A new study led by Iowa State University researcher Megan Gilligan found that tension with our mothers and siblings, similar to our spouses, is associated with symptoms of depression. The research, published in the journal Social Sciences, found all three relationships have a similar effect and one is not stronger than another.
Brenda Lohman named associate dean for research and graduate education in Iowa State University College of Human Sciences
Brenda Lohman, professor and director of graduate education in the Iowa State University Department of Human Development and Family Studies, will serve as the associate dean for research and graduate education in Iowa State’s College of Human Sciences, effective Oct. 1.
Daeyong Lee is helping American households guard their financial treasure.
It’s a fitting role for the new assistant professor in human development and family studies, a native Korean whose name “Daeyong” translates as “big dragon” in English.
A weeklong celebration of the College of Human Sciences will this year showcase how the college’s people and programs are joined by a common bond of helping others.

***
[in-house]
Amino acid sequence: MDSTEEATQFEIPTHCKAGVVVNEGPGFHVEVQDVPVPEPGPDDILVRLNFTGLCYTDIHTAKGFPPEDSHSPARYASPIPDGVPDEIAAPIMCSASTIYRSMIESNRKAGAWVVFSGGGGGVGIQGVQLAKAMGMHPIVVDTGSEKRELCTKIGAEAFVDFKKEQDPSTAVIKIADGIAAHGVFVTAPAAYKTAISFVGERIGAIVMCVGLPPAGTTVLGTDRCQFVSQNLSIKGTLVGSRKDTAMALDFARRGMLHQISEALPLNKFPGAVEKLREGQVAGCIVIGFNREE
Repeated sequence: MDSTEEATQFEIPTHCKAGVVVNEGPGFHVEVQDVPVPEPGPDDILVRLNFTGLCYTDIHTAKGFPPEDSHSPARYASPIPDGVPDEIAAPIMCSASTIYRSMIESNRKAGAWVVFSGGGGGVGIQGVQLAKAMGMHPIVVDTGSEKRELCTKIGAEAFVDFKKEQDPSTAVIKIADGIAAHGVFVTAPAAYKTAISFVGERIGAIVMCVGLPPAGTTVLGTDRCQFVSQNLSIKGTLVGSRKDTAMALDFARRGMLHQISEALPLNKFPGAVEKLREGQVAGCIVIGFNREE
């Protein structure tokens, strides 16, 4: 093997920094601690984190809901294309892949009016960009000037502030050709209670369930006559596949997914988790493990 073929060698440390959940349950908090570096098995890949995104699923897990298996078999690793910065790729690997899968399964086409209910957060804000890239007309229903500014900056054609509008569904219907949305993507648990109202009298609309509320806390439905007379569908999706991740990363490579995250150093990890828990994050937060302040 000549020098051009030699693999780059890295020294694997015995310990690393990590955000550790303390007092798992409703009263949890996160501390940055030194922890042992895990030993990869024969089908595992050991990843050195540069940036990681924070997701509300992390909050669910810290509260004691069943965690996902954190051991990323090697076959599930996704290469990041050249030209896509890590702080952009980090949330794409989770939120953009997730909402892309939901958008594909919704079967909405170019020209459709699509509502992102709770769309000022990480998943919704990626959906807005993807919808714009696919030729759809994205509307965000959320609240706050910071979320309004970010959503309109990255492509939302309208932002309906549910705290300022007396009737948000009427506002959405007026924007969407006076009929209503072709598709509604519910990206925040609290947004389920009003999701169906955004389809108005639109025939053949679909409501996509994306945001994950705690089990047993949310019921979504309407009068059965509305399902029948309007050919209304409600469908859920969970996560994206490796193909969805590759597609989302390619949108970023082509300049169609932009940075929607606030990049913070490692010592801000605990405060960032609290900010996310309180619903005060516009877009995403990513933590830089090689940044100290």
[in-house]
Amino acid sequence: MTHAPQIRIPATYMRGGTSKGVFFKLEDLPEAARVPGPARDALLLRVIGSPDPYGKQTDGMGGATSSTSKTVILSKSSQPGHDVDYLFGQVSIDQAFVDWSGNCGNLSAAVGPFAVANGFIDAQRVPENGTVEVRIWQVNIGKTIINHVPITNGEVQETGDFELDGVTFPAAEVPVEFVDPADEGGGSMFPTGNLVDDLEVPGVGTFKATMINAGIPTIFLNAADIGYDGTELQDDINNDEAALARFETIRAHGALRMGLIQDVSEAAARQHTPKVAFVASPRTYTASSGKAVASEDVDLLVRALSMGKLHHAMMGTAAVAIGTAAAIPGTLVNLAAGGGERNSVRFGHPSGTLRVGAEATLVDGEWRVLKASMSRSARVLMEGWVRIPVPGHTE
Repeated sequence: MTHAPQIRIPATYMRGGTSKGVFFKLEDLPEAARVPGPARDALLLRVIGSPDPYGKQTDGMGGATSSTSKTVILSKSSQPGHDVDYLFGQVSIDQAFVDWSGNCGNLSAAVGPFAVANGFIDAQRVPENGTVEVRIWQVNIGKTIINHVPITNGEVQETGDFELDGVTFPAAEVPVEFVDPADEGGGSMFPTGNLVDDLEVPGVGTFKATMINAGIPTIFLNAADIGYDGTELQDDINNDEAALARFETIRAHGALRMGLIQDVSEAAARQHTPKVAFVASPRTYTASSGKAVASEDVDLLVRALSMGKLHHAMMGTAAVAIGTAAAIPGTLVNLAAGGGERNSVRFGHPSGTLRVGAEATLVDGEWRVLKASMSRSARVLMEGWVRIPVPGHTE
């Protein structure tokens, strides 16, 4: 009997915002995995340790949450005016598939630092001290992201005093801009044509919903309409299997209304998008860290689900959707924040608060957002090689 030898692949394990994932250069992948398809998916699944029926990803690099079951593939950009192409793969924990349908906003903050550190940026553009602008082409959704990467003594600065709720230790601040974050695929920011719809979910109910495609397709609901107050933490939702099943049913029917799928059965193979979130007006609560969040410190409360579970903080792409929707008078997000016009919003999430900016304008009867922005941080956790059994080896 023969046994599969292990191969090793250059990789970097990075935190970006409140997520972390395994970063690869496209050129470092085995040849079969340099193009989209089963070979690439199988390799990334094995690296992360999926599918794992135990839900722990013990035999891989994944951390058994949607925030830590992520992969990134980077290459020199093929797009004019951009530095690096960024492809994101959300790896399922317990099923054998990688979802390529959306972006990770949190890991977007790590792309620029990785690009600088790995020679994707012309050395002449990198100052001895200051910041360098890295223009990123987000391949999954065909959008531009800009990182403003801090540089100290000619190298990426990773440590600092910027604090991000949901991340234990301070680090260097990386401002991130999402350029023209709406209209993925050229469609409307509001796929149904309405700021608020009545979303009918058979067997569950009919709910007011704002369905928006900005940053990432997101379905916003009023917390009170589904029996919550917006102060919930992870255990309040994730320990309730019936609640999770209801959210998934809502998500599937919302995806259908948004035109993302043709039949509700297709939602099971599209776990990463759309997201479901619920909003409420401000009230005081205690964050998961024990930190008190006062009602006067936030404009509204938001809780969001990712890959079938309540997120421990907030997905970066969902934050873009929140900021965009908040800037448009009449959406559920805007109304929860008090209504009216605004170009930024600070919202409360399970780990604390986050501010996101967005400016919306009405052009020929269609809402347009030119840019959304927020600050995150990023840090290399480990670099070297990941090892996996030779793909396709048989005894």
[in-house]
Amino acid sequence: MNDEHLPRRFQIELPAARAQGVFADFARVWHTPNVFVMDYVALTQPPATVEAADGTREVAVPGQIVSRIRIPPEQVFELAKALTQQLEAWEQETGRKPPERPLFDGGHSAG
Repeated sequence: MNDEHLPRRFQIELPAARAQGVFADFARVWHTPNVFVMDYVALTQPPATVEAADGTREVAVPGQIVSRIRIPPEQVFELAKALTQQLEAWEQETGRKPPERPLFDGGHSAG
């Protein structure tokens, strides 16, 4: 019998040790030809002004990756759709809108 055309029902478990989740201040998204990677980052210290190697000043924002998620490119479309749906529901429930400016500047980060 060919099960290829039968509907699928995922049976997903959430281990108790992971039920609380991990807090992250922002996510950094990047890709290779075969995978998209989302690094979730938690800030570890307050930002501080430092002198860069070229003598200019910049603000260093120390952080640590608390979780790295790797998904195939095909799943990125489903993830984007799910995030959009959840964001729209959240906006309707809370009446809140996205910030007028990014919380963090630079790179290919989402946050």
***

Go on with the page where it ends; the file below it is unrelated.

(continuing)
Human scientists at Iowa State University are at the forefront of exploring "big data," turning vast amounts of data into usable knowledge with real-world implications for children and families.
From music therapy to better nutrition and exercise, College of Human Sciences researchers are providing expertise in Iowa State University’s revolutionary brain initiative aimed at reducing effects of debilitating diseases such as Alzheimer's and Parkinson's.
Iowa State University researchers in food science and human nutrition, kinesiology, and human development and family studies form a cross-departmental team seeking to better understand, prevent, and treat obesity throughout the lifespan.
Three new projects from Iowa State University will bring human sciences research to Black Hawk, Polk, and Jefferson counties through the second year of the Engaged Scholarship Funding Program, a partnership between ISU Extension and Outreach and the College of Human Sciences.
A three-year study found that domestic violence offenders who completed a new intervention program developed by an Iowa State University professor showed significantly fewer offenders — a nearly 50 percent difference — reoffended and were charged in the year after treatment.